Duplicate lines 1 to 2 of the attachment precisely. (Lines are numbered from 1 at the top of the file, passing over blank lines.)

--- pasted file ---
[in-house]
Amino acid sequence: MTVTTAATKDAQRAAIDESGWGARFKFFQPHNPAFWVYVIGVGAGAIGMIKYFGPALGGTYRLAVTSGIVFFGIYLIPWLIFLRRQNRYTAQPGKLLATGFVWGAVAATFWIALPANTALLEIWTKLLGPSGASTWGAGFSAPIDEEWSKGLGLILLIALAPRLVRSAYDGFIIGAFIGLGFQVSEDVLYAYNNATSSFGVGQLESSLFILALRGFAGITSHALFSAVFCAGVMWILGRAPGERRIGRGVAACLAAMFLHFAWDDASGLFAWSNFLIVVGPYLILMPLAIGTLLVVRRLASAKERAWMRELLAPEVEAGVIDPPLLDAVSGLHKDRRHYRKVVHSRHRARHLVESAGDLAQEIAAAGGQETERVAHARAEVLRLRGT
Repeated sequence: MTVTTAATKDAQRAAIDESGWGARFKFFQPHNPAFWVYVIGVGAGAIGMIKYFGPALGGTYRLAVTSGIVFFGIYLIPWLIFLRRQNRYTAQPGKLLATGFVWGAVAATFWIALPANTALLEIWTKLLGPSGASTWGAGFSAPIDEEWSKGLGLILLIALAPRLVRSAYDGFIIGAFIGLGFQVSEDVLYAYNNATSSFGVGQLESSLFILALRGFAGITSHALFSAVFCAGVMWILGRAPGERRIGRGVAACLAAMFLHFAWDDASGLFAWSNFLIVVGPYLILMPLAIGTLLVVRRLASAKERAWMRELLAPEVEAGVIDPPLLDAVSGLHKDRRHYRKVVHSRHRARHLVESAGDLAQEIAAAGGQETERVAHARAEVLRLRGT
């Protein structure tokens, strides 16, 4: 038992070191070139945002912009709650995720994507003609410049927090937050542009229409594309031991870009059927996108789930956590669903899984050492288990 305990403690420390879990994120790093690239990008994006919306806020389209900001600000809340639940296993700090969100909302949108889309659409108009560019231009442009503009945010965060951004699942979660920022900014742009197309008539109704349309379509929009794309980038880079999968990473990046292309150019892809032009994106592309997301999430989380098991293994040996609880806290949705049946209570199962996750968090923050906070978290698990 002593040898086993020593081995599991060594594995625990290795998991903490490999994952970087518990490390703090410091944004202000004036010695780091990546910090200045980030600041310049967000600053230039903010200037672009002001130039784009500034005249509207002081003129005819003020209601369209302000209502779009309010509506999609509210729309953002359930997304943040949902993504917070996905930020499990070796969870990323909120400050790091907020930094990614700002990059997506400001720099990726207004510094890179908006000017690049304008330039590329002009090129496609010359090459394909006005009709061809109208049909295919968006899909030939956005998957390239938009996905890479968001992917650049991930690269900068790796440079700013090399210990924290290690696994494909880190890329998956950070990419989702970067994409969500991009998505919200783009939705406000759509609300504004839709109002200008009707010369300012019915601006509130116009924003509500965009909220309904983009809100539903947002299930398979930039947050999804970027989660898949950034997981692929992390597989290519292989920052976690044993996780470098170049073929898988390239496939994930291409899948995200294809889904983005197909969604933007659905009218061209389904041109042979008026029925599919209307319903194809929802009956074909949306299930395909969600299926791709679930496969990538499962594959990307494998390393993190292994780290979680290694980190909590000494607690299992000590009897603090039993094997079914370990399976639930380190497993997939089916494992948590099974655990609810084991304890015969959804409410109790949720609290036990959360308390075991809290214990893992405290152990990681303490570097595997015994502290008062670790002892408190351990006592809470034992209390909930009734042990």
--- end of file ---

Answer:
[in-house]
Amino acid sequence: MTVTTAATKDAQRAAIDESGWGARFKFFQPHNPAFWVYVIGVGAGAIGMIKYFGPALGGTYRLAVTSGIVFFGIYLIPWLIFLRRQNRYTAQPGKLLATGFVWGAVAATFWIALPANTALLEIWTKLLGPSGASTWGAGFSAPIDEEWSKGLGLILLIALAPRLVRSAYDGFIIGAFIGLGFQVSEDVLYAYNNATSSFGVGQLESSLFILALRGFAGITSHALFSAVFCAGVMWILGRAPGERRIGRGVAACLAAMFLHFAWDDASGLFAWSNFLIVVGPYLILMPLAIGTLLVVRRLASAKERAWMRELLAPEVEAGVIDPPLLDAVSGLHKDRRHYRKVVHSRHRARHLVESAGDLAQEIAAAGGQETERVAHARAEVLRLRGT